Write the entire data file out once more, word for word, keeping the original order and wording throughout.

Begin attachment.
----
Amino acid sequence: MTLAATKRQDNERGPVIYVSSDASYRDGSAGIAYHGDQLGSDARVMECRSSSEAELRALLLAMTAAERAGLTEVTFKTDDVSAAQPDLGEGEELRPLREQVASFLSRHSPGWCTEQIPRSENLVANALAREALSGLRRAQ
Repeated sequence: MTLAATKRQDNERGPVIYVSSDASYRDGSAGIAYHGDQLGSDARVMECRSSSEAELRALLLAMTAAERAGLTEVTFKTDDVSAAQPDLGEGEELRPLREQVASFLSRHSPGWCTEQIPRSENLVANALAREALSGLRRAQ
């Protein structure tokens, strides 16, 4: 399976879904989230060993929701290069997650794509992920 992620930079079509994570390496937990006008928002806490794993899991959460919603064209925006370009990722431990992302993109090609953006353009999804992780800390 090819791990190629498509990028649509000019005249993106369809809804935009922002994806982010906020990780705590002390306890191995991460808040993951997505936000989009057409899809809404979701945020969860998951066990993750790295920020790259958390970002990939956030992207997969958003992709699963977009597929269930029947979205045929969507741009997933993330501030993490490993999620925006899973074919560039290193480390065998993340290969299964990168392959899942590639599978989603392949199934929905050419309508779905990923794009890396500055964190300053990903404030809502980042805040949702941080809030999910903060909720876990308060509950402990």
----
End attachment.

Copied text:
Amino acid sequence: MTLAATKRQDNERGPVIYVSSDASYRDGSAGIAYHGDQLGSDARVMECRSSSEAELRALLLAMTAAERAGLTEVTFKTDDVSAAQPDLGEGEELRPLREQVASFLSRHSPGWCTEQIPRSENLVANALAREALSGLRRAQ
Repeated sequence: MTLAATKRQDNERGPVIYVSSDASYRDGSAGIAYHGDQLGSDARVMECRSSSEAELRALLLAMTAAERAGLTEVTFKTDDVSAAQPDLGEGEELRPLREQVASFLSRHSPGWCTEQIPRSENLVANALAREALSGLRRAQ
């Protein structure tokens, strides 16, 4: 399976879904989230060993929701290069997650794509992920 992620930079079509994570390496937990006008928002806490794993899991959460919603064209925006370009990722431990992302993109090609953006353009999804992780800390 090819791990190629498509990028649509000019005249993106369809809804935009922002994806982010906020990780705590002390306890191995991460808040993951997505936000989009057409899809809404979701945020969860998951066990993750790295920020790259958390970002990939956030992207997969958003992709699963977009597929269930029947979205045929969507741009997933993330501030993490490993999620925006899973074919560039290193480390065998993340290969299964990168392959899942590639599978989603392949199934929905050419309508779905990923794009890396500055964190300053990903404030809502980042805040949702941080809030999910903060909720876990308060509950402990």